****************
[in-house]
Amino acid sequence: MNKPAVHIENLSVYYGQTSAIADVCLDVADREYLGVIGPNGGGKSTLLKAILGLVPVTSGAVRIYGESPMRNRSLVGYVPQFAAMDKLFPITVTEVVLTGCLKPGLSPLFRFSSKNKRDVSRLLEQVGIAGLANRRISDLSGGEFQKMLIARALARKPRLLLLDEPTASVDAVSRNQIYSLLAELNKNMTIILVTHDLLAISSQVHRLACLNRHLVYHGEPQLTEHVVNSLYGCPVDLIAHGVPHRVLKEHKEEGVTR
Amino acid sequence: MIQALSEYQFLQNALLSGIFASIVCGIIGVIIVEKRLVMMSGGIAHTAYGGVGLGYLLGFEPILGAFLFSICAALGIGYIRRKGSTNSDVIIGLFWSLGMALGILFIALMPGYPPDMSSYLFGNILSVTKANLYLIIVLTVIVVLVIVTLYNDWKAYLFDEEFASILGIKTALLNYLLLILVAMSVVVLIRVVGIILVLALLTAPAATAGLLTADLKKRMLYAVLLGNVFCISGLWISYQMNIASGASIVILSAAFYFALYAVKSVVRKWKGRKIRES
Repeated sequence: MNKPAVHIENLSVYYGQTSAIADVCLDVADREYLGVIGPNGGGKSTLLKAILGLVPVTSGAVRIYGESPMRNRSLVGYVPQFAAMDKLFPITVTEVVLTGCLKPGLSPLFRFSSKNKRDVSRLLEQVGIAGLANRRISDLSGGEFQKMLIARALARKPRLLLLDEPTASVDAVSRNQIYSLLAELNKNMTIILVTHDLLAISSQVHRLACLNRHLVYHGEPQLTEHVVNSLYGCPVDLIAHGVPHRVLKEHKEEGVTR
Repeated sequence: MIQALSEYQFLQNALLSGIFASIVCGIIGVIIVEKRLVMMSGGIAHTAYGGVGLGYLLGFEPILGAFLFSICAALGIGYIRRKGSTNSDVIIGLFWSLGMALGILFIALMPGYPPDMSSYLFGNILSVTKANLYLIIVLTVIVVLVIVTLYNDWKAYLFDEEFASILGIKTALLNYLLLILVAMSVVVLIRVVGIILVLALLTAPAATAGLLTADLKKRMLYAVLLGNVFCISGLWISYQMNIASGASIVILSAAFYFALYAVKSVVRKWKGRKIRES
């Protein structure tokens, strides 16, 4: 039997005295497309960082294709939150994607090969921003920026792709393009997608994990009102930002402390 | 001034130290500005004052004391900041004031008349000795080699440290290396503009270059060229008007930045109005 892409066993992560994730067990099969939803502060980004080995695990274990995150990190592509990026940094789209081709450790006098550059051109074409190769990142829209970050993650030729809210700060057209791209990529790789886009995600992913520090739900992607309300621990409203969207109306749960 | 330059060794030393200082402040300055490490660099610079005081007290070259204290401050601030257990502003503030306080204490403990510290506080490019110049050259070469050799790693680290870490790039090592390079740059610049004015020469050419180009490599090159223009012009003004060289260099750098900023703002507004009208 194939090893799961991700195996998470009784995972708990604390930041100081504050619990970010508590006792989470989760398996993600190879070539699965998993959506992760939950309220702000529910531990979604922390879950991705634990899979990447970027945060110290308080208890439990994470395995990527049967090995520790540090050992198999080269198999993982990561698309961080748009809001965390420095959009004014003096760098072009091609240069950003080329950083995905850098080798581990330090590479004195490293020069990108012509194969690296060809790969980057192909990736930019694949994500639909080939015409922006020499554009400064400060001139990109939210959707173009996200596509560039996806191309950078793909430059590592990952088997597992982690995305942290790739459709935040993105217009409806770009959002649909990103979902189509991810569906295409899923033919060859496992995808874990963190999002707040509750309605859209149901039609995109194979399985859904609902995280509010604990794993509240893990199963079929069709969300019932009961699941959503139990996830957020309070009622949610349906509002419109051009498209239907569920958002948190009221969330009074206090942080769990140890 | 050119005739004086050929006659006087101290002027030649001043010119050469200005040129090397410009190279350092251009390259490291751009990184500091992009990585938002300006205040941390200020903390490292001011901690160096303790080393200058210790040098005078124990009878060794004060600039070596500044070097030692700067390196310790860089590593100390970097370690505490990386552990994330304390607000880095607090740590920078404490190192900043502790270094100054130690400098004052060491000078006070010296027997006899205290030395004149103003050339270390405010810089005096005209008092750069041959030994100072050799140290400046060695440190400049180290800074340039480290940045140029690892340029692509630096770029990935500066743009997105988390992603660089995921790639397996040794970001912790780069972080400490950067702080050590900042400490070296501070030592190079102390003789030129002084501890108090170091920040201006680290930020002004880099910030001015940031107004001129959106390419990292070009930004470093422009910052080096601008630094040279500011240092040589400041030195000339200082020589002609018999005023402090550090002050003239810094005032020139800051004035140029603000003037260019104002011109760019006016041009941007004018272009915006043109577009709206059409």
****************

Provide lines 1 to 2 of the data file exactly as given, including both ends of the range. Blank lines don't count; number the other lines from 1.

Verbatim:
[in-house]
Amino acid sequence: MNKPAVHIENLSVYYGQTSAIADVCLDVADREYLGVIGPNGGGKSTLLKAILGLVPVTSGAVRIYGESPMRNRSLVGYVPQFAAMDKLFPITVTEVVLTGCLKPGLSPLFRFSSKNKRDVSRLLEQVGIAGLANRRISDLSGGEFQKMLIARALARKPRLLLLDEPTASVDAVSRNQIYSLLAELNKNMTIILVTHDLLAISSQVHRLACLNRHLVYHGEPQLTEHVVNSLYGCPVDLIAHGVPHRVLKEHKEEGVTR